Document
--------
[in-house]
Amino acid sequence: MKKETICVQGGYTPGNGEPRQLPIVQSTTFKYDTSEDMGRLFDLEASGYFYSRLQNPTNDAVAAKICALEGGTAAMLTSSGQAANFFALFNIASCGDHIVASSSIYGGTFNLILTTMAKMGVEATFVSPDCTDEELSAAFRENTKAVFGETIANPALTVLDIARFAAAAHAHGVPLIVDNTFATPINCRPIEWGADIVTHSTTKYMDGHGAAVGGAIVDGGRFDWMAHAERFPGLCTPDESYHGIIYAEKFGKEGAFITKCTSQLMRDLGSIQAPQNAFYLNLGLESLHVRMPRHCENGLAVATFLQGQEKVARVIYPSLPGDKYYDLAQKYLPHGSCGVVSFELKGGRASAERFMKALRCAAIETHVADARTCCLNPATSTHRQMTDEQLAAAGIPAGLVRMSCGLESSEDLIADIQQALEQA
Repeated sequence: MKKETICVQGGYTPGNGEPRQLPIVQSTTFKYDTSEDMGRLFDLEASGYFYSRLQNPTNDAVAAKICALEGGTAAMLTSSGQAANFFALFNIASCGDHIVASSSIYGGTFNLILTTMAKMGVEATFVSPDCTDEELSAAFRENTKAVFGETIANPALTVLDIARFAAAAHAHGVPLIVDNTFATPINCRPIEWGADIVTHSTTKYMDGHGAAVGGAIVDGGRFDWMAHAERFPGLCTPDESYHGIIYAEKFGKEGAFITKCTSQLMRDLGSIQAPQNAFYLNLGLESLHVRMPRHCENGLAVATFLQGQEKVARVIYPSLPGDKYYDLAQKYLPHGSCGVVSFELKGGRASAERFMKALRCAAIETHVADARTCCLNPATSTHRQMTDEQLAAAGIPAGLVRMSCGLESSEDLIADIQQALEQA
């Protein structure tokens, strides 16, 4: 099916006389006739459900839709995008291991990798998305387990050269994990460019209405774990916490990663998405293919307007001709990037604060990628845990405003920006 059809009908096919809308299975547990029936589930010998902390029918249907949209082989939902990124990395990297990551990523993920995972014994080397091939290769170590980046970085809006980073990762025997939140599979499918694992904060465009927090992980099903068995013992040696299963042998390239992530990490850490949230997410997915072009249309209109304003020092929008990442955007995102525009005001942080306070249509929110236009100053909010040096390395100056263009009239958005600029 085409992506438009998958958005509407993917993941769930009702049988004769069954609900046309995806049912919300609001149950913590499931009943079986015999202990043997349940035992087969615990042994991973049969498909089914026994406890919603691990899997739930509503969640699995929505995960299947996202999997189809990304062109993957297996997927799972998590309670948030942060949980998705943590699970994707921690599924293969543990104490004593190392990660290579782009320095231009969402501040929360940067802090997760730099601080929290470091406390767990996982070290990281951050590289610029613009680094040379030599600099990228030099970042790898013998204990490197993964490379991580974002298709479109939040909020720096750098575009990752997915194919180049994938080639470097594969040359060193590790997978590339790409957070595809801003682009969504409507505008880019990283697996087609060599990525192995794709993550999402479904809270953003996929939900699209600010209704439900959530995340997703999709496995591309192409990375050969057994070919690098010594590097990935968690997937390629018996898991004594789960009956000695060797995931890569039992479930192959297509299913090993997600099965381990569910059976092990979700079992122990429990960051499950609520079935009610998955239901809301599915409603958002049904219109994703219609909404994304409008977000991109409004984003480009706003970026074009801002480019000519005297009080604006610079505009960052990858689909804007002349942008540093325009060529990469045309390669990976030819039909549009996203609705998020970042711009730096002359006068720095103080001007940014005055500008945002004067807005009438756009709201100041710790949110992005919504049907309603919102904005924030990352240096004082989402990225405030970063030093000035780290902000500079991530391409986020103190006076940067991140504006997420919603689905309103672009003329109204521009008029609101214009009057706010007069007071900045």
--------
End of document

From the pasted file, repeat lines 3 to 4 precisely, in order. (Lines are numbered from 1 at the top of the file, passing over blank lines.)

Repeated sequence: MKKETICVQGGYTPGNGEPRQLPIVQSTTFKYDTSEDMGRLFDLEASGYFYSRLQNPTNDAVAAKICALEGGTAAMLTSSGQAANFFALFNIASCGDHIVASSSIYGGTFNLILTTMAKMGVEATFVSPDCTDEELSAAFRENTKAVFGETIANPALTVLDIARFAAAAHAHGVPLIVDNTFATPINCRPIEWGADIVTHSTTKYMDGHGAAVGGAIVDGGRFDWMAHAERFPGLCTPDESYHGIIYAEKFGKEGAFITKCTSQLMRDLGSIQAPQNAFYLNLGLESLHVRMPRHCENGLAVATFLQGQEKVARVIYPSLPGDKYYDLAQKYLPHGSCGVVSFELKGGRASAERFMKALRCAAIETHVADARTCCLNPATSTHRQMTDEQLAAAGIPAGLVRMSCGLESSEDLIADIQQALEQA
């Protein structure tokens, strides 16, 4: 099916006389006739459900839709995008291991990798998305387990050269994990460019209405774990916490990663998405293919307007001709990037604060990628845990405003920006 059809009908096919809308299975547990029936589930010998902390029918249907949209082989939902990124990395990297990551990523993920995972014994080397091939290769170590980046970085809006980073990762025997939140599979499918694992904060465009927090992980099903068995013992040696299963042998390239992530990490850490949230997410997915072009249309209109304003020092929008990442955007995102525009005001942080306070249509929110236009100053909010040096390395100056263009009239958005600029 085409992506438009998958958005509407993917993941769930009702049988004769069954609900046309995806049912919300609001149950913590499931009943079986015999202990043997349940035992087969615990042994991973049969498909089914026994406890919603691990899997739930509503969640699995929505995960299947996202999997189809990304062109993957297996997927799972998590309670948030942060949980998705943590699970994707921690599924293969543990104490004593190392990660290579782009320095231009969402501040929360940067802090997760730099601080929290470091406390767990996982070290990281951050590289610029613009680094040379030599600099990228030099970042790898013998204990490197993964490379991580974002298709479109939040909020720096750098575009990752997915194919180049994938080639470097594969040359060193590790997978590339790409957070595809801003682009969504409507505008880019990283697996087609060599990525192995794709993550999402479904809270953003996929939900699209600010209704439900959530995340997703999709496995591309192409990375050969057994070919690098010594590097990935968690997937390629018996898991004594789960009956000695060797995931890569039992479930192959297509299913090993997600099965381990569910059976092990979700079992122990429990960051499950609520079935009610998955239901809301599915409603958002049904219109994703219609909404994304409008977000991109409004984003480009706003970026074009801002480019000519005297009080604006610079505009960052990858689909804007002349942008540093325009060529990469045309390669990976030819039909549009996203609705998020970042711009730096002359006068720095103080001007940014005055500008945002004067807005009438756009709201100041710790949110992005919504049907309603919102904005924030990352240096004082989402990225405030970063030093000035780290902000500079991530391409986020103190006076940067991140504006997420919603689905309103672009003329109204521009008029609101214009009057706010007069007071900045």